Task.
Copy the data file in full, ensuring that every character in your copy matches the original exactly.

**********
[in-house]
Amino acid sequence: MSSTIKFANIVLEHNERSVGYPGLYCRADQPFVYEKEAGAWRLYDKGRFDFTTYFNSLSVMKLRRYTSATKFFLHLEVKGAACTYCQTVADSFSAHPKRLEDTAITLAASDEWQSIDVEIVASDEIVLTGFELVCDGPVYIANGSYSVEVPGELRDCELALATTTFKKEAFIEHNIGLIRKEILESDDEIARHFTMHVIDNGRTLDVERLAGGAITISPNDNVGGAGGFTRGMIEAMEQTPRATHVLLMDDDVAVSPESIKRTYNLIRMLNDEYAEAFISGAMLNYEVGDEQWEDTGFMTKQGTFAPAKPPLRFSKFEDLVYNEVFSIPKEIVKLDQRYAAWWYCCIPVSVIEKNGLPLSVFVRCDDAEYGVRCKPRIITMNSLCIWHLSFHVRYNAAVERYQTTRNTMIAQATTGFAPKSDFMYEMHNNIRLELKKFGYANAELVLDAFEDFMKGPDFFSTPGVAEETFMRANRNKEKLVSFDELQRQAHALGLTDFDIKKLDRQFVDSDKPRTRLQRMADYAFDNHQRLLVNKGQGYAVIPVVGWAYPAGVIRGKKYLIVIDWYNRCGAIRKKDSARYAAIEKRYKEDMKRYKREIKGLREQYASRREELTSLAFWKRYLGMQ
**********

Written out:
[in-house]
Amino acid sequence: MSSTIKFANIVLEHNERSVGYPGLYCRADQPFVYEKEAGAWRLYDKGRFDFTTYFNSLSVMKLRRYTSATKFFLHLEVKGAACTYCQTVADSFSAHPKRLEDTAITLAASDEWQSIDVEIVASDEIVLTGFELVCDGPVYIANGSYSVEVPGELRDCELALATTTFKKEAFIEHNIGLIRKEILESDDEIARHFTMHVIDNGRTLDVERLAGGAITISPNDNVGGAGGFTRGMIEAMEQTPRATHVLLMDDDVAVSPESIKRTYNLIRMLNDEYAEAFISGAMLNYEVGDEQWEDTGFMTKQGTFAPAKPPLRFSKFEDLVYNEVFSIPKEIVKLDQRYAAWWYCCIPVSVIEKNGLPLSVFVRCDDAEYGVRCKPRIITMNSLCIWHLSFHVRYNAAVERYQTTRNTMIAQATTGFAPKSDFMYEMHNNIRLELKKFGYANAELVLDAFEDFMKGPDFFSTPGVAEETFMRANRNKEKLVSFDELQRQAHALGLTDFDIKKLDRQFVDSDKPRTRLQRMADYAFDNHQRLLVNKGQGYAVIPVVGWAYPAGVIRGKKYLIVIDWYNRCGAIRKKDSARYAAIEKRYKEDMKRYKREIKGLREQYASRREELTSLAFWKRYLGMQ